Submucosal injection beneath a flat or sessile mucosal lesion arise it away from the muscle layer. This has three potent advantages. Firstly, it recognizes lesions combating or tethered to the deep submucosa or muscle layer that are unlikely to be best for endoscopic removal. Secondly, it raises a flat lesion onto a sessile dome which is more readily ensnared and, finally, lifting the lesion away from the muscle layer reduces the risk of transmural thermal injury as the point of polypectomy is moved away from the muscle layer. Many endoscopists use saline with or without adrenaline but a wide variety of solutions are available and may result in longer lasting cushions. A first injection just proximal to the margin of the lesion is often advantageous as the resulting dome tilts the lesion towards the endoscope making it easier to snare. If difficulty is encountered finding the submucosal layer, starting the injection whilst the needle is still in the colonic lumen may be helpful. As the needle passes into the loose areolar connective tissue of the submucosa, the saline rapidly expands the space producing the characteristic dome. The endoscopist should be liberal with the injection volume, ensuring adequate separation between the lesion and the muscle layer.

Before performing EMR, the endoscopist should clearly identify the margins of the lesion in order to avoid incomplete resection. The application of indigo carmine may help and some recommend marking the periphery of the lesion with electrocautery spots. A barbed or toothed snare may be used to gain additional purchase on the resulting dome. Reducing wall tension by aspirating air also helps to draw the lesion into the loop of the snare. Some recommend taking a rim of normal tissue with the lesion. The entrapped lesion should be moved to ensure the muscle layer has not been snared and then diathermy applied in the usual way. Cap-assisted techniques are available but are used only in special circumstances.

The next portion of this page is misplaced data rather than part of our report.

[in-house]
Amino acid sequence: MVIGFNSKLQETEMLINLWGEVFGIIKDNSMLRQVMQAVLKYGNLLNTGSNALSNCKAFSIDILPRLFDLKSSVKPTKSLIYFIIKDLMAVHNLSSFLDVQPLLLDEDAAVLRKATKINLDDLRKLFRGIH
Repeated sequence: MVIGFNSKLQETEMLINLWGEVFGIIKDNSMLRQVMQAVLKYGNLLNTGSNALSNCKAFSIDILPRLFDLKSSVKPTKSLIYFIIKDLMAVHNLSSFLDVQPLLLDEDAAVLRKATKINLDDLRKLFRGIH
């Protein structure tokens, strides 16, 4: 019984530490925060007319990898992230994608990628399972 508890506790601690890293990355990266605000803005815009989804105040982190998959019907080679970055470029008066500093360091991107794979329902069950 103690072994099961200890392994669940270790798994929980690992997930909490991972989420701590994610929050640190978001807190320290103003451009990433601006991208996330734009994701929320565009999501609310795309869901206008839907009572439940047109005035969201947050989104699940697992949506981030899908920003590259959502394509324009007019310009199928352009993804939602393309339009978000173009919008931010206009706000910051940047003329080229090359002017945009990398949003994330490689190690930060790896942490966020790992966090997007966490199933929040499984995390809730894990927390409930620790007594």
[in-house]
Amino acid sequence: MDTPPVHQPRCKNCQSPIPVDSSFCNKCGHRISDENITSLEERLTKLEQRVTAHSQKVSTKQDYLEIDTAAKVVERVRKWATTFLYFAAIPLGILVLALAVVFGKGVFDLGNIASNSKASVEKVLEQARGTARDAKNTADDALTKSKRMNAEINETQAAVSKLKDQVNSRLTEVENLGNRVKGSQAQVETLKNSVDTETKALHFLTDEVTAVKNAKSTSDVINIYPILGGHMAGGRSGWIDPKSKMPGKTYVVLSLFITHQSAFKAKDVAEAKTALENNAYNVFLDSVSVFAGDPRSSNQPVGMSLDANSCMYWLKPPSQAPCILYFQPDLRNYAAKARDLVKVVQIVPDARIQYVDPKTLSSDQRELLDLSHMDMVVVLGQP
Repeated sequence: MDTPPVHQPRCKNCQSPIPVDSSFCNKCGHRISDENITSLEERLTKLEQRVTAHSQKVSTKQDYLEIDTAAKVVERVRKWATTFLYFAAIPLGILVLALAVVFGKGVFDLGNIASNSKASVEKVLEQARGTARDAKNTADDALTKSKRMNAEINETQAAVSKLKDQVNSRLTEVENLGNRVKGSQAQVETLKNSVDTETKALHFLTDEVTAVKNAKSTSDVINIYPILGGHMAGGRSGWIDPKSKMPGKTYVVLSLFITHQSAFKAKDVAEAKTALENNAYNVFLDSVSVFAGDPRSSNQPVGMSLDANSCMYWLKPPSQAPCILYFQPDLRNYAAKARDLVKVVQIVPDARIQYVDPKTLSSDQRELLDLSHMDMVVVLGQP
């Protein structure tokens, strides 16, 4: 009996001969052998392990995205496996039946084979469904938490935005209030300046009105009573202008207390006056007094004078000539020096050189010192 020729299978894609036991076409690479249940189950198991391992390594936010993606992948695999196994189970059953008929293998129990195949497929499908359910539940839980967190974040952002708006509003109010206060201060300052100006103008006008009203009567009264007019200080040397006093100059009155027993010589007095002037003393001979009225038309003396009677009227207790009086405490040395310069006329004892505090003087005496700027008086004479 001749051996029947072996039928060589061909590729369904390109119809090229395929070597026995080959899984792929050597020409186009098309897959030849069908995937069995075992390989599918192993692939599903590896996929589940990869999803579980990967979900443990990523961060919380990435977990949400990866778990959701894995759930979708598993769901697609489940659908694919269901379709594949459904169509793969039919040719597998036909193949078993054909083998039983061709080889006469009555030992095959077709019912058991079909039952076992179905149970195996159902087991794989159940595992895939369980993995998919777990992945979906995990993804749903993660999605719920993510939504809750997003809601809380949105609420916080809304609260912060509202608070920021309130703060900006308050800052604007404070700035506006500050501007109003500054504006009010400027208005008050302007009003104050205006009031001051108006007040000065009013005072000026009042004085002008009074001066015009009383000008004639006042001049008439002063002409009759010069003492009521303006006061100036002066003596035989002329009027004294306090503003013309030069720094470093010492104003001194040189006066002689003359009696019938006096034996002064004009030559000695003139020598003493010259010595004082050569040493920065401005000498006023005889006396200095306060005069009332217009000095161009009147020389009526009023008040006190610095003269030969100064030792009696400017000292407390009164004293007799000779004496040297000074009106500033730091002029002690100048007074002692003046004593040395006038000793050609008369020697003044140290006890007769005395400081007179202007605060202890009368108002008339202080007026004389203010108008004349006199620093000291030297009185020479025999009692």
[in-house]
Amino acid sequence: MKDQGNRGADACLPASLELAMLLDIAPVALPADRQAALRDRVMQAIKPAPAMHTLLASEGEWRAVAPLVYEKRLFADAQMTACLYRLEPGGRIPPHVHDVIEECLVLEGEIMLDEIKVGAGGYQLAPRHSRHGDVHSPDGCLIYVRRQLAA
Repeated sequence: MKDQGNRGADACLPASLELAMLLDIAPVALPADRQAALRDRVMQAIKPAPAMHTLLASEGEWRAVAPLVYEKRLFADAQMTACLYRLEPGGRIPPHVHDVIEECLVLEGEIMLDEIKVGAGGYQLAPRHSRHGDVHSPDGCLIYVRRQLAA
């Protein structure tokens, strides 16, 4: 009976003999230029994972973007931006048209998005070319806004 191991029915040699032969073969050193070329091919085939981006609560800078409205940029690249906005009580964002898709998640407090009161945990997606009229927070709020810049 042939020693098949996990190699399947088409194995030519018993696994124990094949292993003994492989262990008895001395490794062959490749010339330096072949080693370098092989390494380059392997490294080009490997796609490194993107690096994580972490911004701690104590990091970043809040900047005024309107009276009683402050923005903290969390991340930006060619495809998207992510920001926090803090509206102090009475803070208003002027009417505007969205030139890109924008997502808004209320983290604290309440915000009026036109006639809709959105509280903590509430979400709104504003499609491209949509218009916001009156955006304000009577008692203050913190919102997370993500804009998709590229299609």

Contraindications:

It is important to remember that most polyps identified at colonoscopy will never cause the patient harm. In most cases the adenoma-carcinoma sequence progresses slowly. The endoscopist should therefore always consider the likely natural history of the lesion, the age and co-morbidity of the patient and the risks of the intervention, prior to the procedure. However, the malignant potential of individual polyps is never known and even small/diminutive polyps can occasionally harbour cancer. It is therefore advisable that all polyps (even diminutive rectal polyps) should be removed unless they are obviously non-neoplastic.

Complications:

Complications may become apparent during or immediately following polypectomy. Patients should be made aware that complications may present after they have left the endoscopy department and should be given written instructions detailing who to contact should unexpected symptoms develop. Polyp surveillance is an essential part of management. The patient and primary care physician should be sent clear guidance once the results of the histological analysis are available.

Conclusion:

Polypectomy is the most commonly performed endoscopic therapy and all colonoscopists should be able to perform the procedure safely and effectively. Practice has evolved considerably in recent years and a range of equipment and techniques are available for different clinical settings. Although most pedunculated and sessile lesions are easy to detect during careful withdrawal, flat and depressed lesions often have subtle appearances and may be easily overlooked unless the endoscopist is vigilant. Prior to polypectomy patients should be aware of the risks and consequences of perforation and bleeding.